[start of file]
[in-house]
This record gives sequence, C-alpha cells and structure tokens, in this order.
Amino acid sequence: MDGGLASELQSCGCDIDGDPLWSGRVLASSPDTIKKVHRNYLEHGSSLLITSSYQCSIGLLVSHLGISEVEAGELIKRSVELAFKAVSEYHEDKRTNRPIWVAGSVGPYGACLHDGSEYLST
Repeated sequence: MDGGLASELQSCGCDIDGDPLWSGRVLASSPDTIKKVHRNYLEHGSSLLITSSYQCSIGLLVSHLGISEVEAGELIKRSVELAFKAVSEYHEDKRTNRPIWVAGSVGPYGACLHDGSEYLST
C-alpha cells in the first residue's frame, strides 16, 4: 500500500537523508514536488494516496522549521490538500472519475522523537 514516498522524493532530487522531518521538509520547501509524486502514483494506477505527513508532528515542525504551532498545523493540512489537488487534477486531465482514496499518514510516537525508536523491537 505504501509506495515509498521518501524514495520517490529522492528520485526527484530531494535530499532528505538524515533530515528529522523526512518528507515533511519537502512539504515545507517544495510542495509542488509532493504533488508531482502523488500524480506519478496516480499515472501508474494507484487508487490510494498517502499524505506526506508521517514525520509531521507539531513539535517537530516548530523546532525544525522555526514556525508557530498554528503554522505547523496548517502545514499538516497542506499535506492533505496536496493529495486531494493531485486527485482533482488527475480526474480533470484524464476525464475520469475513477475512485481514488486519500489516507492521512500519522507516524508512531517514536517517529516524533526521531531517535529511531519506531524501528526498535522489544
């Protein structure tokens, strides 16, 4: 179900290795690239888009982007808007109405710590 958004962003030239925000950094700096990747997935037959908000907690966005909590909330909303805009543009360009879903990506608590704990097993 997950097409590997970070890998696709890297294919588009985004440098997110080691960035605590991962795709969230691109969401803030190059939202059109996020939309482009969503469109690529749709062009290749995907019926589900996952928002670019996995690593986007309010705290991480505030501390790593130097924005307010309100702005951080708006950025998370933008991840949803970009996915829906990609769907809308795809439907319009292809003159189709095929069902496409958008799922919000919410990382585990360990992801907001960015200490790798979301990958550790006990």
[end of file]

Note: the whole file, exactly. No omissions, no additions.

[in-house]
This record gives sequence, C-alpha cells and structure tokens, in this order.
Amino acid sequence: MDGGLASELQSCGCDIDGDPLWSGRVLASSPDTIKKVHRNYLEHGSSLLITSSYQCSIGLLVSHLGISEVEAGELIKRSVELAFKAVSEYHEDKRTNRPIWVAGSVGPYGACLHDGSEYLST
Repeated sequence: MDGGLASELQSCGCDIDGDPLWSGRVLASSPDTIKKVHRNYLEHGSSLLITSSYQCSIGLLVSHLGISEVEAGELIKRSVELAFKAVSEYHEDKRTNRPIWVAGSVGPYGACLHDGSEYLST
C-alpha cells in the first residue's frame, strides 16, 4: 500500500537523508514536488494516496522549521490538500472519475522523537 514516498522524493532530487522531518521538509520547501509524486502514483494506477505527513508532528515542525504551532498545523493540512489537488487534477486531465482514496499518514510516537525508536523491537 505504501509506495515509498521518501524514495520517490529522492528520485526527484530531494535530499532528505538524515533530515528529522523526512518528507515533511519537502512539504515545507517544495510542495509542488509532493504533488508531482502523488500524480506519478496516480499515472501508474494507484487508487490510494498517502499524505506526506508521517514525520509531521507539531513539535517537530516548530523546532525544525522555526514556525508557530498554528503554522505547523496548517502545514499538516497542506499535506492533505496536496493529495486531494493531485486527485482533482488527475480526474480533470484524464476525464475520469475513477475512485481514488486519500489516507492521512500519522507516524508512531517514536517517529516524533526521531531517535529511531519506531524501528526498535522489544
């Protein structure tokens, strides 16, 4: 179900290795690239888009982007808007109405710590 958004962003030239925000950094700096990747997935037959908000907690966005909590909330909303805009543009360009879903990506608590704990097993 997950097409590997970070890998696709890297294919588009985004440098997110080691960035605590991962795709969230691109969401803030190059939202059109996020939309482009969503469109690529749709062009290749995907019926589900996952928002670019996995690593986007309010705290991480505030501390790593130097924005307010309100702005951080708006950025998370933008991840949803970009996915829906990609769907809308795809439907319009292809003159189709095929069902496409958008799922919000919410990382585990360990992801907001960015200490790798979301990958550790006990």